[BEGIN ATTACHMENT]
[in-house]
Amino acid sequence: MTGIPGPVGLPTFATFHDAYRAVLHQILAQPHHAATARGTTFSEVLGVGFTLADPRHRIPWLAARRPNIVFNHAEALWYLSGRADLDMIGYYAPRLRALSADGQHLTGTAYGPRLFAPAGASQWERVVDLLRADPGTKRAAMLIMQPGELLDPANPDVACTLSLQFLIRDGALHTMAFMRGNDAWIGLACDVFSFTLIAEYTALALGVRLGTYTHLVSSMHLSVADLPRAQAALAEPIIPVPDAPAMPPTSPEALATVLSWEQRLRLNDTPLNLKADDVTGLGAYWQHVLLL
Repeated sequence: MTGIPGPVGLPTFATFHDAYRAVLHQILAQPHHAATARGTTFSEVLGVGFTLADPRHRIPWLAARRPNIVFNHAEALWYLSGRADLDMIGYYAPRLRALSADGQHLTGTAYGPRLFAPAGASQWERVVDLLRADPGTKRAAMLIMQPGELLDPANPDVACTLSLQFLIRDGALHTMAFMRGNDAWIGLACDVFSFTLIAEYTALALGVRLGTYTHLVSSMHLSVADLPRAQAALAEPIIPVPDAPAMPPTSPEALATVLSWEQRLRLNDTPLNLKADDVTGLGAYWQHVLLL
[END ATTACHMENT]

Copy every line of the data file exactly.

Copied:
[in-house]
Amino acid sequence: MTGIPGPVGLPTFATFHDAYRAVLHQILAQPHHAATARGTTFSEVLGVGFTLADPRHRIPWLAARRPNIVFNHAEALWYLSGRADLDMIGYYAPRLRALSADGQHLTGTAYGPRLFAPAGASQWERVVDLLRADPGTKRAAMLIMQPGELLDPANPDVACTLSLQFLIRDGALHTMAFMRGNDAWIGLACDVFSFTLIAEYTALALGVRLGTYTHLVSSMHLSVADLPRAQAALAEPIIPVPDAPAMPPTSPEALATVLSWEQRLRLNDTPLNLKADDVTGLGAYWQHVLLL
Repeated sequence: MTGIPGPVGLPTFATFHDAYRAVLHQILAQPHHAATARGTTFSEVLGVGFTLADPRHRIPWLAARRPNIVFNHAEALWYLSGRADLDMIGYYAPRLRALSADGQHLTGTAYGPRLFAPAGASQWERVVDLLRADPGTKRAAMLIMQPGELLDPANPDVACTLSLQFLIRDGALHTMAFMRGNDAWIGLACDVFSFTLIAEYTALALGVRLGTYTHLVSSMHLSVADLPRAQAALAEPIIPVPDAPAMPPTSPEALATVLSWEQRLRLNDTPLNLKADDVTGLGAYWQHVLLL